The Los Angeles Lakers may be widely expected to improve significantly with LeBron James on board, perhaps even more so if the team gets to add another free agent — such as Kawhi Leonard, Kevin Durant, or Jimmy Butler — in the 2019 offseason. However, the latest predictions suggest that the team’s prospects might actually be worse five years from now if the team doesn’t make the right roster moves in the coming years.
In a Bleacher Report article about all 30 NBA teams and whether they might be better — or worse — off than they currently are five years from now, Dan Favale warned that James, who turns 34 in December, might not be willing to “embrace the long view” and patiently wait for a championship with the Lakers for the duration of his four-year contract. While this could point to the Lakers acquiring a top free agent like Leonard or Durant next summer, Favale suggested that making a championship run could also mean sacrificing one or more of the team’s young core players in order to acquire another superstar.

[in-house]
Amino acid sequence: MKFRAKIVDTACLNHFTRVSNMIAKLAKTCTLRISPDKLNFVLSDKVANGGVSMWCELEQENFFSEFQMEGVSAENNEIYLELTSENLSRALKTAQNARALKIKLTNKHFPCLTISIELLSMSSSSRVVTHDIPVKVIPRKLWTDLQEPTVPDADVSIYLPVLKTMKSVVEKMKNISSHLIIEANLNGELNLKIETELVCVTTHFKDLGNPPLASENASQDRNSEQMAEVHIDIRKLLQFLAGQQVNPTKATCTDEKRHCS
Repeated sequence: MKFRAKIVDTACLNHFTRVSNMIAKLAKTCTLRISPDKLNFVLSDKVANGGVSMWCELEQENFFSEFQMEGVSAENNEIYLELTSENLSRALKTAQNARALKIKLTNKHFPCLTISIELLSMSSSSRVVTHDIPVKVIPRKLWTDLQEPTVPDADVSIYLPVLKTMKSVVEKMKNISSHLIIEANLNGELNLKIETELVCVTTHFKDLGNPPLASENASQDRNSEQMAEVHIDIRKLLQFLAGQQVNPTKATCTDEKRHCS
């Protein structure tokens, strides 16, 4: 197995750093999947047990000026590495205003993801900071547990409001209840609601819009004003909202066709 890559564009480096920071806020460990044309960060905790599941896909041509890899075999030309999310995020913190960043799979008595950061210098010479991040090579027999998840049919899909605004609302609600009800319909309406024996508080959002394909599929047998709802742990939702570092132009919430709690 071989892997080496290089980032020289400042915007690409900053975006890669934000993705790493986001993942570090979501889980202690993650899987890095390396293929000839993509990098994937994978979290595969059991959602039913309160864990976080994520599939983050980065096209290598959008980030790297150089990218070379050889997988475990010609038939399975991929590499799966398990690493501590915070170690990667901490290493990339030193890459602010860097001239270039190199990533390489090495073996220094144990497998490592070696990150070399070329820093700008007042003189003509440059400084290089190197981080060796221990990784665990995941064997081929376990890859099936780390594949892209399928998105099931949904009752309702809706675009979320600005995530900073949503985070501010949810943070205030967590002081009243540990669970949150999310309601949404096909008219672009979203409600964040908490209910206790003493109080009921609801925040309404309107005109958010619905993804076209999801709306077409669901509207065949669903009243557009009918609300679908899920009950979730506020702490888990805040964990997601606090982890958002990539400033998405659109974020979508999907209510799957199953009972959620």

“Surrendering any part of the future puts the Lakers at risk of a shorter-lived title window,” Favale continued.
“James will hit free agency again after his age-36 (player option) or age-37 seasons. He could leave before this half-decade is up or be ebbing into his twilight on a cap-crimping salary.”
Assuming that the Los Angeles Lakers become championship contenders with LeBron James alongside another superstar acquisition or two, Bleacher Report’s Favale predicted that the team will only have late first-round picks in the coming NBA drafts. Favale continued, suggesting that the Lakers might have to trade those picks for proven veterans if they want to make the most out of them. Regardless, the Lakers might not have an “obvious avenue toward significant talent infusions” once they make another big signing and establish themselves in the league’s upper echelon.
While it might sound far-fetched for the Lakers, who finished 35-47 in the 2017-18 season, to be worse off five years from now, something similar happened to the Cleveland Cavaliers — a team that drafted James first overall in 2003 and finished with a 50-32 regular season record in 2005-06. Five seasons later, with James having just left for the Miami Heat via free agency, the Cavs compiled a 19-63 win-loss record in 2010-11 without the eventual four-time MVP to lead the team.
Despite the grim forecast for the 2023-24 season going forward, Favale said that there’s a chance the Los Angeles Lakers and LeBron James end up “in lockstep” and focus on the bigger picture, with young players like Brandon Ingram and Lonzo Ball remaining with the team and potentially becoming All-NBA-caliber superstars. However, he added that this might only be contingent on the Lakers having a lot of patience and luck in the coming five years.